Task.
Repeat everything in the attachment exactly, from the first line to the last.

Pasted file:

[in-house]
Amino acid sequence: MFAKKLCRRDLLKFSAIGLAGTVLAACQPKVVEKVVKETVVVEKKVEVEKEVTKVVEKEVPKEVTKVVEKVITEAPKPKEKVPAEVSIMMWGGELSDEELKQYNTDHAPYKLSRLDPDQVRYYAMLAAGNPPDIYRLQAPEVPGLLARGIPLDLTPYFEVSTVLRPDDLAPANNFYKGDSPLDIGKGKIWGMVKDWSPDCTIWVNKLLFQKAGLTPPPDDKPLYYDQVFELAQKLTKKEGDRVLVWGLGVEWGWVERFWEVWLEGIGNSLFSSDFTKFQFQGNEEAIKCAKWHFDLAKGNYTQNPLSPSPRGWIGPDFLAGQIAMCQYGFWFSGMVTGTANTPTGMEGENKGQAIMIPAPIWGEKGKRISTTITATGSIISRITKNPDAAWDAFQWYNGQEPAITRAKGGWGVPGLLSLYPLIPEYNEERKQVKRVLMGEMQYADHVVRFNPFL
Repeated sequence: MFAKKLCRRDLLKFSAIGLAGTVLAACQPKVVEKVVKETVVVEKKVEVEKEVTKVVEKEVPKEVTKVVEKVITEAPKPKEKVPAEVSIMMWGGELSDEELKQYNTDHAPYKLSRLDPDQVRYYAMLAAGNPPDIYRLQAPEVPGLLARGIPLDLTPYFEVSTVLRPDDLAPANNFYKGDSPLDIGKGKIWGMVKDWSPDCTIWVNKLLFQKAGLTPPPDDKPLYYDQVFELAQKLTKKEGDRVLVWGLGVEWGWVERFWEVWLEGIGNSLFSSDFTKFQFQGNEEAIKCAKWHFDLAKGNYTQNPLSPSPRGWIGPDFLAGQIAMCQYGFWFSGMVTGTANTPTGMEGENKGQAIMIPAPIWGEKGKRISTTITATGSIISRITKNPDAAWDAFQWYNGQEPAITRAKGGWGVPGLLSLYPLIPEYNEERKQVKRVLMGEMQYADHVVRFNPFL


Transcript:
[in-house]
Amino acid sequence: MFAKKLCRRDLLKFSAIGLAGTVLAACQPKVVEKVVKETVVVEKKVEVEKEVTKVVEKEVPKEVTKVVEKVITEAPKPKEKVPAEVSIMMWGGELSDEELKQYNTDHAPYKLSRLDPDQVRYYAMLAAGNPPDIYRLQAPEVPGLLARGIPLDLTPYFEVSTVLRPDDLAPANNFYKGDSPLDIGKGKIWGMVKDWSPDCTIWVNKLLFQKAGLTPPPDDKPLYYDQVFELAQKLTKKEGDRVLVWGLGVEWGWVERFWEVWLEGIGNSLFSSDFTKFQFQGNEEAIKCAKWHFDLAKGNYTQNPLSPSPRGWIGPDFLAGQIAMCQYGFWFSGMVTGTANTPTGMEGENKGQAIMIPAPIWGEKGKRISTTITATGSIISRITKNPDAAWDAFQWYNGQEPAITRAKGGWGVPGLLSLYPLIPEYNEERKQVKRVLMGEMQYADHVVRFNPFL
Repeated sequence: MFAKKLCRRDLLKFSAIGLAGTVLAACQPKVVEKVVKETVVVEKKVEVEKEVTKVVEKEVPKEVTKVVEKVITEAPKPKEKVPAEVSIMMWGGELSDEELKQYNTDHAPYKLSRLDPDQVRYYAMLAAGNPPDIYRLQAPEVPGLLARGIPLDLTPYFEVSTVLRPDDLAPANNFYKGDSPLDIGKGKIWGMVKDWSPDCTIWVNKLLFQKAGLTPPPDDKPLYYDQVFELAQKLTKKEGDRVLVWGLGVEWGWVERFWEVWLEGIGNSLFSSDFTKFQFQGNEEAIKCAKWHFDLAKGNYTQNPLSPSPRGWIGPDFLAGQIAMCQYGFWFSGMVTGTANTPTGMEGENKGQAIMIPAPIWGEKGKRISTTITATGSIISRITKNPDAAWDAFQWYNGQEPAITRAKGGWGVPGLLSLYPLIPEYNEERKQVKRVLMGEMQYADHVVRFNPFL